New London - At 4 p.m. Saturday, whilst holiday weekenders, early diners and street denizens meandered through downtown New London, Rich Martin and Sean Murray unloaded a spooled length of carpet from a truck. It could have been two college dudes moving into an apartment.
But the carpet was Hollywood red and Murray and Martin are arguably the two main batteries of the local music scene, so when they unrolled the narrow rug, fashioning a path from Bank Street all the way to the stage in the friendly confines of the Hygienic Art Park, it was a very cool symbol of an event whose time had come.
Two hours later, praying that a modest rainstorm would abate, the finest and most popular musicians in this area trod the dampening carpet in a processional. The first annual Whalies, an admittedly self-congratulatory but well-deserved and crazy-fun awards show honoring a long-fertile scene renowned from Boston to New York City, was under way.
"The last we heard was there was an 80 percent chance of heavy rain at 8 p.m. - for 15 minutes. We're on a pretty tight schedule, but we can deal with that," Martin said.
As it was, the showers turned the preliminaries into an umbrella'd cocktail party as organizers delayed the start. Being an awards ceremony celebrating music, the sartorial mix was what you'd expect when quasi-ironic hipsters decide to mix formality with thrift-store lunacy.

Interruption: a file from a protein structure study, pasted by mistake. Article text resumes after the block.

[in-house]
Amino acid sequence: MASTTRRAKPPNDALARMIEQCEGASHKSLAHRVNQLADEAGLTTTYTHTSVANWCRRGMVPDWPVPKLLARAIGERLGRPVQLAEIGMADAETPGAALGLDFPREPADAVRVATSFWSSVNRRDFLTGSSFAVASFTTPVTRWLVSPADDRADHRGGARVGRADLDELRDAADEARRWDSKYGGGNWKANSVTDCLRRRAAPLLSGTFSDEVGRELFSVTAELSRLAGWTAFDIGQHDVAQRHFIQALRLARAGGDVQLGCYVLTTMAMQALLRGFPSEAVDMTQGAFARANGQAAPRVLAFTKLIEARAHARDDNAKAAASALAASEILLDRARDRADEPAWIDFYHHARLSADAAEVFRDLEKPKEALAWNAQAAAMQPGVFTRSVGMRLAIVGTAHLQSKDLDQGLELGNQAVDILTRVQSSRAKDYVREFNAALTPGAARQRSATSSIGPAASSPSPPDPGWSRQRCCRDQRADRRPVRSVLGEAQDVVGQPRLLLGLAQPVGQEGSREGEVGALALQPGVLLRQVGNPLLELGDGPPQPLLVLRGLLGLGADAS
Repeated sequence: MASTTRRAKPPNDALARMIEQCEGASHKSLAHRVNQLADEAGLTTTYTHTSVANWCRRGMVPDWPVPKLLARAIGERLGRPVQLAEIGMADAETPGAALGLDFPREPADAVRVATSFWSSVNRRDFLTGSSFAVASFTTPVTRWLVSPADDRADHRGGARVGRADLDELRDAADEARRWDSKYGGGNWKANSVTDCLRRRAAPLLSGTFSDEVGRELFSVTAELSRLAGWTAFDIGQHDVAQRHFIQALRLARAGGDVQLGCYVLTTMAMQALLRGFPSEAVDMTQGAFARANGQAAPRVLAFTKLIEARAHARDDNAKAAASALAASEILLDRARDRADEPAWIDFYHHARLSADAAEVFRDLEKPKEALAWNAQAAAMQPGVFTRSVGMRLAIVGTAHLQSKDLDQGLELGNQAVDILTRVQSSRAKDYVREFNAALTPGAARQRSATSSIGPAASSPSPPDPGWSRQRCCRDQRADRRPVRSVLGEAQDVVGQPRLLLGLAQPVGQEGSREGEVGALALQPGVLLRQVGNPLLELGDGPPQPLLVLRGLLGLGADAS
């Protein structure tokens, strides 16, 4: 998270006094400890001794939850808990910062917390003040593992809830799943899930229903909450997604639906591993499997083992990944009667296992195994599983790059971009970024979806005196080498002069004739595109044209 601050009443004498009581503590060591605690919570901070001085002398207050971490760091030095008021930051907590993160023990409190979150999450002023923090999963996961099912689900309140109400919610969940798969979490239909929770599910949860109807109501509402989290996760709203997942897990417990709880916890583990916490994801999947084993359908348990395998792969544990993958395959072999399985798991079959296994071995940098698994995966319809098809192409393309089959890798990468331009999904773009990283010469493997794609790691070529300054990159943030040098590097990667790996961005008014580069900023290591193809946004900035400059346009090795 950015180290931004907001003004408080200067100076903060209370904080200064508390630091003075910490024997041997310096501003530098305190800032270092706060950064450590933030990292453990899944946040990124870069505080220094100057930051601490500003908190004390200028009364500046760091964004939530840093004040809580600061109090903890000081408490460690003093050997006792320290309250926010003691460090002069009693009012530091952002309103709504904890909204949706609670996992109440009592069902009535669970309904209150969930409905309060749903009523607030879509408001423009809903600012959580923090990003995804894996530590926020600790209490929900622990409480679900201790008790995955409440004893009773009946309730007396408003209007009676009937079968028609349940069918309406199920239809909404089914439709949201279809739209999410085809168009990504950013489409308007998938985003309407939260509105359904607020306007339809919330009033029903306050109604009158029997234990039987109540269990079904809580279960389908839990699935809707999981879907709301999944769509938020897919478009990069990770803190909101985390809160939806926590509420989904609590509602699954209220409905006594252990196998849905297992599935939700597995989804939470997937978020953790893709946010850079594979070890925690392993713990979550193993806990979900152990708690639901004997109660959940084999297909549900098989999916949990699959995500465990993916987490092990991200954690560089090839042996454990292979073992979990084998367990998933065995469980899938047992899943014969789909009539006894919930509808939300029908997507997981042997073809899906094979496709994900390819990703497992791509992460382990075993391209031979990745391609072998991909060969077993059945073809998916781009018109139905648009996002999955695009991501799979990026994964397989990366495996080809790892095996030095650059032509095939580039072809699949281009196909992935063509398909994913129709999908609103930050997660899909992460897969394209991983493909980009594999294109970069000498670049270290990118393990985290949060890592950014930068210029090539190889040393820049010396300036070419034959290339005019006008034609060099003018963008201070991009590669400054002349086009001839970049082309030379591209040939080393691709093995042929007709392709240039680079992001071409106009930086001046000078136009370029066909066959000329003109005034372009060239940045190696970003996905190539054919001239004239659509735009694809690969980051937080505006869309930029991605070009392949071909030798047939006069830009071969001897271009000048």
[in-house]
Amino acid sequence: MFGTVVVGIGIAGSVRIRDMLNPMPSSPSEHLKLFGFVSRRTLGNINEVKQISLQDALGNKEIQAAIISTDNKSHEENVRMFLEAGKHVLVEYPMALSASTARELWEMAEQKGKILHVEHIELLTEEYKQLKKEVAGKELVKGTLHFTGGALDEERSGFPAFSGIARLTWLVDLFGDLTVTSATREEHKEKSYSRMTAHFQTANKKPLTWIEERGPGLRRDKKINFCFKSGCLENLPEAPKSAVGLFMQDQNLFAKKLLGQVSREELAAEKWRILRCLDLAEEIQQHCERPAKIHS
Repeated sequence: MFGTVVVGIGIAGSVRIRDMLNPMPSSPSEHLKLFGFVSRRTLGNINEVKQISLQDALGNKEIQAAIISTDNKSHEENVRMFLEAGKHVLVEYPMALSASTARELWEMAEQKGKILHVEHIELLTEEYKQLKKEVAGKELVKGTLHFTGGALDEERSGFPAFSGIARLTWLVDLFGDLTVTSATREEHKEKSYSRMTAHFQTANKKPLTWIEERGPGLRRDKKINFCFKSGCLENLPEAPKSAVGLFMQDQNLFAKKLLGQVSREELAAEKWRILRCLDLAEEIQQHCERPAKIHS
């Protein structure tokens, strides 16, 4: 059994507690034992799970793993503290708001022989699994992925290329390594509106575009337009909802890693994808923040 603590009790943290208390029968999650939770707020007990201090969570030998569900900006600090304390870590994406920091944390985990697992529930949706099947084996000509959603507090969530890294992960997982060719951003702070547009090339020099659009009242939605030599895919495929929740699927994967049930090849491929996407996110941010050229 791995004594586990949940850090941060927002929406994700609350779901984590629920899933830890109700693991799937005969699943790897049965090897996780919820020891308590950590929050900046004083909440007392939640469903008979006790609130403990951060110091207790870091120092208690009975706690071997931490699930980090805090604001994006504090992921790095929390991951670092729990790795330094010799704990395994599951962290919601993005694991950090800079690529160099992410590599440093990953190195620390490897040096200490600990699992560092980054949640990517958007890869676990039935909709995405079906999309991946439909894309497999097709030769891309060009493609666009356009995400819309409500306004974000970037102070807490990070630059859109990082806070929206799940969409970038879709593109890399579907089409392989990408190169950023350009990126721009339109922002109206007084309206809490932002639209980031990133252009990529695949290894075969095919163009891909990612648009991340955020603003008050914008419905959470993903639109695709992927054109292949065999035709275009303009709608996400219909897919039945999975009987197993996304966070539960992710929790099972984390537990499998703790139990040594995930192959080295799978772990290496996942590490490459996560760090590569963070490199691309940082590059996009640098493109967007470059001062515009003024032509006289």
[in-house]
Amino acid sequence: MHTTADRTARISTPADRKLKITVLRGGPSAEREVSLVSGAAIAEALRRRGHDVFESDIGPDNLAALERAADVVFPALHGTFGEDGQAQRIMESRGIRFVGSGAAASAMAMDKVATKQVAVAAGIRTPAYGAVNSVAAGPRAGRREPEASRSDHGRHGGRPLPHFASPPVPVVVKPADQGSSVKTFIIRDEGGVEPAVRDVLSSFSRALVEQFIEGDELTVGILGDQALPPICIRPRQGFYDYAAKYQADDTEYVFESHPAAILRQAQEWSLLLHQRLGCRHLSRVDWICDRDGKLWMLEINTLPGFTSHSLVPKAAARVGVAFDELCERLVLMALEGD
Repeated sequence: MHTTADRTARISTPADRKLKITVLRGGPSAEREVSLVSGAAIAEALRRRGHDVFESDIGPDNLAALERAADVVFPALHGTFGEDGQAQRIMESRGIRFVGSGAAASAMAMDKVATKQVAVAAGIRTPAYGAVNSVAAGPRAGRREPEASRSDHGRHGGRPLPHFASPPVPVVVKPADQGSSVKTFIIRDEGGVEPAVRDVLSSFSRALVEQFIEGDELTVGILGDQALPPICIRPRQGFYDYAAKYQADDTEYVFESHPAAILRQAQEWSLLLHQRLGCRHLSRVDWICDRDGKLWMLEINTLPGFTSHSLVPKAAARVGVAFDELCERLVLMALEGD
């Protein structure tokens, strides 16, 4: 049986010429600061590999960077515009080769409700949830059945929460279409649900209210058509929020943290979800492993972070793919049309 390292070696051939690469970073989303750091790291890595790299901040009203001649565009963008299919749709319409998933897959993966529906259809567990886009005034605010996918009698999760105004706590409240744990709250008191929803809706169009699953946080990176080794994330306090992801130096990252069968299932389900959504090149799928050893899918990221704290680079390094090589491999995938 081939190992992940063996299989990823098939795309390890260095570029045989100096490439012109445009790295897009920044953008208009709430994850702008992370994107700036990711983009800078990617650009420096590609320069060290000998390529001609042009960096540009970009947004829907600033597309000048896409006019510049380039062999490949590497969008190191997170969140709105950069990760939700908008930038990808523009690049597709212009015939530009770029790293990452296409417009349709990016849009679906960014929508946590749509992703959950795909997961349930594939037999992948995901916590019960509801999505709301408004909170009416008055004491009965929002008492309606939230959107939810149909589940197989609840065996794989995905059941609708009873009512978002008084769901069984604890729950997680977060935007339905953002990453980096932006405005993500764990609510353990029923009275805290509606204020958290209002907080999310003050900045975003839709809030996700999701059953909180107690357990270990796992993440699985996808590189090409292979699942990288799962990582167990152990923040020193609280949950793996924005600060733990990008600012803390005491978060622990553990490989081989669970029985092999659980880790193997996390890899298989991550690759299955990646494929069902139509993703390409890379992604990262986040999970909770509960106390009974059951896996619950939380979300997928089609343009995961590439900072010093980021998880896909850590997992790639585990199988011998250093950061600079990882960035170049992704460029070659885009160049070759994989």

Matt Gouette, a multi-nominee who won Song of the Year and Best Solo Artist, pranced the carpet in parody, wearing what appeared to be Kevin Barnes' clothes from an Of Montreal yard sale.
Meanwhile, the Sue Menhart Band, triumphant in the Best Americana Performance category, arrived in a stretch white limo. They were just behind drummer Bobby Crash of the Lo-Fi RadioStars, who emerged from the sort of Lincoln that Kennedy was shot in. Except there was a roof.
A terrific and poignant moment marked the start of the show when Gone for Good, performing for the first time since drummer Joshe Lecce died in a car accident a year ago, took the stage. Joined by an all-star horn section, the band was an inspired choice and performed wonderfully.
As the show got going, in the crowd, more than one artist acknowledged the Whalies had a bit of a self-congratulatory atmosphere - who, exactly, wasn't nominated? - but, actually, that's OK. And they all knew it was OK.
In the more than a year it's taken for Murray and Martin and the musical community to put this all together, the crossover of the original indie-rock scene with the mostly separate Americana bands - not to mention the infusion of burgeoning hip-hop, punk and metal niches - has been inspired and gratifying to see.
So by the time the rain stopped and the twilight sky took on the tone of shredded lilacs, the Whalies were rolling. I suspect even those artists who, on the surface, considered the event a sort of modestly goofy parody might have been astonished at how justifiably proud they felt at what an amazing scene and community they are part of.